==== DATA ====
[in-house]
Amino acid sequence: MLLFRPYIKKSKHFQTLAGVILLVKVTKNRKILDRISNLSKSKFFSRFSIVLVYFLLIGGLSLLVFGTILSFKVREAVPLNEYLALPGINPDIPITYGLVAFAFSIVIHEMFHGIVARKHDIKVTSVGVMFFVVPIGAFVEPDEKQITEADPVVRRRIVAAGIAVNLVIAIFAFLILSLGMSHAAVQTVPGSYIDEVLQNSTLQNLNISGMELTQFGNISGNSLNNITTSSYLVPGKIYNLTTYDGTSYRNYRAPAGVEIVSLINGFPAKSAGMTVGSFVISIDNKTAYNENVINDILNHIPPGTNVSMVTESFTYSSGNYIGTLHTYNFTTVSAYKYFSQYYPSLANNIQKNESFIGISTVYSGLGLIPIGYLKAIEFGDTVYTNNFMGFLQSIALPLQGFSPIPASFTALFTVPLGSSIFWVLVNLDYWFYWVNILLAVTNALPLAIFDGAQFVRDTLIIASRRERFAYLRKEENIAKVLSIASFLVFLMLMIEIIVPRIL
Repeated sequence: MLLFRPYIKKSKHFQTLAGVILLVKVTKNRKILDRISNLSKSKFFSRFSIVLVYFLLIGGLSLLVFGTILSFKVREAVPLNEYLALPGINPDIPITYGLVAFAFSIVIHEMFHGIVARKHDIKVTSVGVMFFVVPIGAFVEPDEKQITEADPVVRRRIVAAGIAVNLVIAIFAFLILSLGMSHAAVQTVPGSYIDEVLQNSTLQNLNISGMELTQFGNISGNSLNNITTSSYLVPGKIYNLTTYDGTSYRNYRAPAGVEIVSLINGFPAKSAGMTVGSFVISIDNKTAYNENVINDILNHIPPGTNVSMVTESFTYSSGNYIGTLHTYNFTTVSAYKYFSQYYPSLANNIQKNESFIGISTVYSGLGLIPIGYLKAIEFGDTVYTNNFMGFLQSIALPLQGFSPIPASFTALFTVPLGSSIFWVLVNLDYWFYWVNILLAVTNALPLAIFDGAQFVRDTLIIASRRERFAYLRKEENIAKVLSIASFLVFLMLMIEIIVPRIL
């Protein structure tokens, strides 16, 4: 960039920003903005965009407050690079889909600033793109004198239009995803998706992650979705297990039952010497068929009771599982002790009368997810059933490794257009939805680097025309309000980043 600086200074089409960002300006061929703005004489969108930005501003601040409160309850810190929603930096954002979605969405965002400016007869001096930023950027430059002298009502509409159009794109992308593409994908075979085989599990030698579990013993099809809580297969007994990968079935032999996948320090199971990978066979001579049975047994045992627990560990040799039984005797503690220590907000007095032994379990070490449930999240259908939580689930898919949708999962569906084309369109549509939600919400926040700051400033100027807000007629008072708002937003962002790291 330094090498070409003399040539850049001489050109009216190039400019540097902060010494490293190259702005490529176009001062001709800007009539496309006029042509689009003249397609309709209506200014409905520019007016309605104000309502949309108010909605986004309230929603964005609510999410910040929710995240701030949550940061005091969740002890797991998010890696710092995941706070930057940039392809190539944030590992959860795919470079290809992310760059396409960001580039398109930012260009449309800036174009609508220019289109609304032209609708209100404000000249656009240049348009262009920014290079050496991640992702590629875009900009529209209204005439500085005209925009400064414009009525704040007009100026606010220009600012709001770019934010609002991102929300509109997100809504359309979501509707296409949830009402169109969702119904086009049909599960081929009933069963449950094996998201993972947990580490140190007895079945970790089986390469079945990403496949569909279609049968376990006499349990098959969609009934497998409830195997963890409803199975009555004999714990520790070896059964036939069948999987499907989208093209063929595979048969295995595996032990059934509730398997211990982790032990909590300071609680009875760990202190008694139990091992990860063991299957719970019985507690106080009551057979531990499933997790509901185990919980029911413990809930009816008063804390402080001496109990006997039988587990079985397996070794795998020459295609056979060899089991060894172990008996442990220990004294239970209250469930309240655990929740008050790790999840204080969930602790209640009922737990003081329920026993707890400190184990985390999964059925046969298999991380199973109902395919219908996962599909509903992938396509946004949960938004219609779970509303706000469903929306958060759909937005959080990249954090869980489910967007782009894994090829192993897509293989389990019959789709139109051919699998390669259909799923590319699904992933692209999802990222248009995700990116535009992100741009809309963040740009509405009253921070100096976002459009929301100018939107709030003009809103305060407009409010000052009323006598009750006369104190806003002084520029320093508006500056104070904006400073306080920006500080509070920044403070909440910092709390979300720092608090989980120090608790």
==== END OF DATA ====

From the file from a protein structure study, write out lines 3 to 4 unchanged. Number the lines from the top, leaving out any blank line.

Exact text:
Repeated sequence: MLLFRPYIKKSKHFQTLAGVILLVKVTKNRKILDRISNLSKSKFFSRFSIVLVYFLLIGGLSLLVFGTILSFKVREAVPLNEYLALPGINPDIPITYGLVAFAFSIVIHEMFHGIVARKHDIKVTSVGVMFFVVPIGAFVEPDEKQITEADPVVRRRIVAAGIAVNLVIAIFAFLILSLGMSHAAVQTVPGSYIDEVLQNSTLQNLNISGMELTQFGNISGNSLNNITTSSYLVPGKIYNLTTYDGTSYRNYRAPAGVEIVSLINGFPAKSAGMTVGSFVISIDNKTAYNENVINDILNHIPPGTNVSMVTESFTYSSGNYIGTLHTYNFTTVSAYKYFSQYYPSLANNIQKNESFIGISTVYSGLGLIPIGYLKAIEFGDTVYTNNFMGFLQSIALPLQGFSPIPASFTALFTVPLGSSIFWVLVNLDYWFYWVNILLAVTNALPLAIFDGAQFVRDTLIIASRRERFAYLRKEENIAKVLSIASFLVFLMLMIEIIVPRIL
């Protein structure tokens, strides 16, 4: 960039920003903005965009407050690079889909600033793109004198239009995803998706992650979705297990039952010497068929009771599982002790009368997810059933490794257009939805680097025309309000980043 600086200074089409960002300006061929703005004489969108930005501003601040409160309850810190929603930096954002979605969405965002400016007869001096930023950027430059002298009502509409159009794109992308593409994908075979085989599990030698579990013993099809809580297969007994990968079935032999996948320090199971990978066979001579049975047994045992627990560990040799039984005797503690220590907000007095032994379990070490449930999240259908939580689930898919949708999962569906084309369109549509939600919400926040700051400033100027807000007629008072708002937003962002790291 330094090498070409003399040539850049001489050109009216190039400019540097902060010494490293190259702005490529176009001062001709800007009539496309006029042509689009003249397609309709209506200014409905520019007016309605104000309502949309108010909605986004309230929603964005609510999410910040929710995240701030949550940061005091969740002890797991998010890696710092995941706070930057940039392809190539944030590992959860795919470079290809992310760059396409960001580039398109930012260009449309800036174009609508220019289109609304032209609708209100404000000249656009240049348009262009920014290079050496991640992702590629875009900009529209209204005439500085005209925009400064414009009525704040007009100026606010220009600012709001770019934010609002991102929300509109997100809504359309979501509707296409949830009402169109969702119904086009049909599960081929009933069963449950094996998201993972947990580490140190007895079945970790089986390469079945990403496949569909279609049968376990006499349990098959969609009934497998409830195997963890409803199975009555004999714990520790070896059964036939069948999987499907989208093209063929595979048969295995595996032990059934509730398997211990982790032990909590300071609680009875760990202190008694139990091992990860063991299957719970019985507690106080009551057979531990499933997790509901185990919980029911413990809930009816008063804390402080001496109990006997039988587990079985397996070794795998020459295609056979060899089991060894172990008996442990220990004294239970209250469930309240655990929740008050790790999840204080969930602790209640009922737990003081329920026993707890400190184990985390999964059925046969298999991380199973109902395919219908996962599909509903992938396509946004949960938004219609779970509303706000469903929306958060759909937005959080990249954090869980489910967007782009894994090829192993897509293989389990019959789709139109051919699998390669259909799923590319699904992933692209999802990222248009995700990116535009992100741009809309963040740009509405009253921070100096976002459009929301100018939107709030003009809103305060407009409010000052009323006598009750006369104190806003002084520029320093508006500056104070904006400073306080920006500080509070920044403070909440910092709390979300720092608090989980120090608790």